Meanwhile, currently 7 out of 10 teachers in the US assign homework to students that require a broadband connection to complete the work (according to a recent FCC report). And one out of three households do not subscribe to broadband. The report is primarily urban-centric. Very little data about how rural-households cope. But one could reasonably surmise that for lack of digital infrastructure or for affordability, large sections of this land are left out of the techno-fantasies of our education elites.

Indeed one does not need to read that report. Read an article in a newspaper or watch a segment on a newscast and witness that disconnect between the fantasy imaginings of a connected world and the realities of everyday life. It has only been three years since we began to get a cell phone signal at our house. Before that date I’d have to drive ten miles and park at the Fender’s Methodist Church to take calls. The teenage boy in a neighboring family walked up to our back field (north-east corner) and found a forty-foot patch where he could reach his girlfriend.

Today we enjoy a ghost echo of the digital revolution here in the valley. We now receive cellphone calls in the front two rooms of the house. Outside we can take calls from the house to almost half-way down the drive. At that point you’d still need to drive out to the church to complete your call. And our connection speeds have increased. We get a pretty consistent 1G in those two front rooms with the occasional 3G pulse. And some of the time we get nothing.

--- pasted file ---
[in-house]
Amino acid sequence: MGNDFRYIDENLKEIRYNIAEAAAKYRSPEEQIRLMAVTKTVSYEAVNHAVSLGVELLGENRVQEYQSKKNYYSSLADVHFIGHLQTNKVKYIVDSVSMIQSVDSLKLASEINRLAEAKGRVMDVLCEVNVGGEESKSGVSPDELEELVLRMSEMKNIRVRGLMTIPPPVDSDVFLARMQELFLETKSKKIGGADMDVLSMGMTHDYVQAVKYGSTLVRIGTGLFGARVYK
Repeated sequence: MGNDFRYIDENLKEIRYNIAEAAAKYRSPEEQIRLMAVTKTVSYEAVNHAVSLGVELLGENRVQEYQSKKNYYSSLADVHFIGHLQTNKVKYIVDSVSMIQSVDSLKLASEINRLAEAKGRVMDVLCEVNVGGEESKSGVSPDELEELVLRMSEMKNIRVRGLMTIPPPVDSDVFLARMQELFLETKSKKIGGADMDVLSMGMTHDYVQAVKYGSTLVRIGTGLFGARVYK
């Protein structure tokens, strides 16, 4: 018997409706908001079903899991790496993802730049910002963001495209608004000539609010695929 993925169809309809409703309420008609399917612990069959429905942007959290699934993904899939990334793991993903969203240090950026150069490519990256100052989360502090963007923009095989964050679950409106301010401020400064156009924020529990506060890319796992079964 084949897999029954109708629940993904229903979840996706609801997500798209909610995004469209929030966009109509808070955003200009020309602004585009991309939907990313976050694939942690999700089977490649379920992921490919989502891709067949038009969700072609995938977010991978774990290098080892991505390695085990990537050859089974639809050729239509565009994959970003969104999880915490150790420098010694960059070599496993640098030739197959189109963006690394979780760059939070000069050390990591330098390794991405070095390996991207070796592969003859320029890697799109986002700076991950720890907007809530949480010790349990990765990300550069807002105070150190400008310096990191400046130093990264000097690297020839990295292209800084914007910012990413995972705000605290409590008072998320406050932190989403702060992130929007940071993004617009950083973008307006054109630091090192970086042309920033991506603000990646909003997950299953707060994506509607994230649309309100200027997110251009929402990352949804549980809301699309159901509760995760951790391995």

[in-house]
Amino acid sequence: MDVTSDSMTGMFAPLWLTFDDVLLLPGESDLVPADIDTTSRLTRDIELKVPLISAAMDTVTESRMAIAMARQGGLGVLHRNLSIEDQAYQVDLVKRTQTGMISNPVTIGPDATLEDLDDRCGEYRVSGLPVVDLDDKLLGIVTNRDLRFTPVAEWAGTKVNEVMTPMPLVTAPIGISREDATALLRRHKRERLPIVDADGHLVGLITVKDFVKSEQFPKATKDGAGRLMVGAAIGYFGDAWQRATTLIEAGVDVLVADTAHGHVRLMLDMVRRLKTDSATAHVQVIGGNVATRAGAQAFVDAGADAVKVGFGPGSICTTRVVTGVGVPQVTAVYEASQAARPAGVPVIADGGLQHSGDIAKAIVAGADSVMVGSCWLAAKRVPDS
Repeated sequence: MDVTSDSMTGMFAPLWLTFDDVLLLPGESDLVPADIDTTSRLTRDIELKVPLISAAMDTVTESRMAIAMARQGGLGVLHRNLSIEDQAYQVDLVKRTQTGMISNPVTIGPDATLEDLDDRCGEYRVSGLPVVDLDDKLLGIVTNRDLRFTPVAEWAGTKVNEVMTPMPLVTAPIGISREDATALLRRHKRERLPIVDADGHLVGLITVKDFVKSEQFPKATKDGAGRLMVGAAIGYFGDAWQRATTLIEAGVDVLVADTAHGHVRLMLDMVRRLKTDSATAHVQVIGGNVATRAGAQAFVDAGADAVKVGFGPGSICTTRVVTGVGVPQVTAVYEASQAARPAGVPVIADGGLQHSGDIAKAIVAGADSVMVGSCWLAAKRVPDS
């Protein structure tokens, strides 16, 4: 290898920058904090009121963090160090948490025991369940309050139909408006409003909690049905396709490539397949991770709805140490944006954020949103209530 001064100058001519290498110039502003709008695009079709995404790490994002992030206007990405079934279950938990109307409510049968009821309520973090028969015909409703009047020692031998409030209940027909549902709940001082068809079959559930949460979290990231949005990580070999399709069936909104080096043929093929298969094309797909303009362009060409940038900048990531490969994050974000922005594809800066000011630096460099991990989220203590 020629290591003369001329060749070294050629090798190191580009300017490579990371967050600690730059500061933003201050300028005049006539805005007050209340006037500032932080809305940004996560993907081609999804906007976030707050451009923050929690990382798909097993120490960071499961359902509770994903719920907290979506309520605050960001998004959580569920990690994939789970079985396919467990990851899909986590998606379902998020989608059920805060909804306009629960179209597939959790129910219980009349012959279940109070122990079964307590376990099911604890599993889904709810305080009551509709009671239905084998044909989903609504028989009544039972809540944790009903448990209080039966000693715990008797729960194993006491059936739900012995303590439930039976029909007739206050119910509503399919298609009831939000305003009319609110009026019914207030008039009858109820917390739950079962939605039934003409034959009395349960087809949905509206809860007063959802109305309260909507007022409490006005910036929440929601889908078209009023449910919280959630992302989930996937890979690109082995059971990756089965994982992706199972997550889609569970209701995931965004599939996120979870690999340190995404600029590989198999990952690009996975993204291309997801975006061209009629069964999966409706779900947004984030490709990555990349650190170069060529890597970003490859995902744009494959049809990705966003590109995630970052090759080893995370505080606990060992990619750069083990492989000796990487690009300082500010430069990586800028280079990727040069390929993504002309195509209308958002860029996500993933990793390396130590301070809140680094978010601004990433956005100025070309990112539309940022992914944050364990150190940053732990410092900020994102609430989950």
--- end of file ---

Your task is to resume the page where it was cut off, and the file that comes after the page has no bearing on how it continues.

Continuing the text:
I’m not whinging, I have a good job, a good farm and a full belly. But one does wonder who speaks for or is concerned about the rural lives of this country, the kids held back by both finances and access to the digital promised-land. A technological revolution that I suspect the elites are no longer capable of either funding or even conceptualizing a need for outside the core hubs where the lights still burn bright.

There you have it, as a society we are busy rolling up the carpets of communication infrastructure while requiring kids to use a technology which is only sporadically available or on terms they can’t afford. And failing that, they are effectively being asked to kindly turn out the lights when they leave.

Our rural population along with the abandoned urban core are being asked to “eat cake”. And we all know where that ends. And in case you are having trouble imagining, it doesn’t end with a “digital” revolution.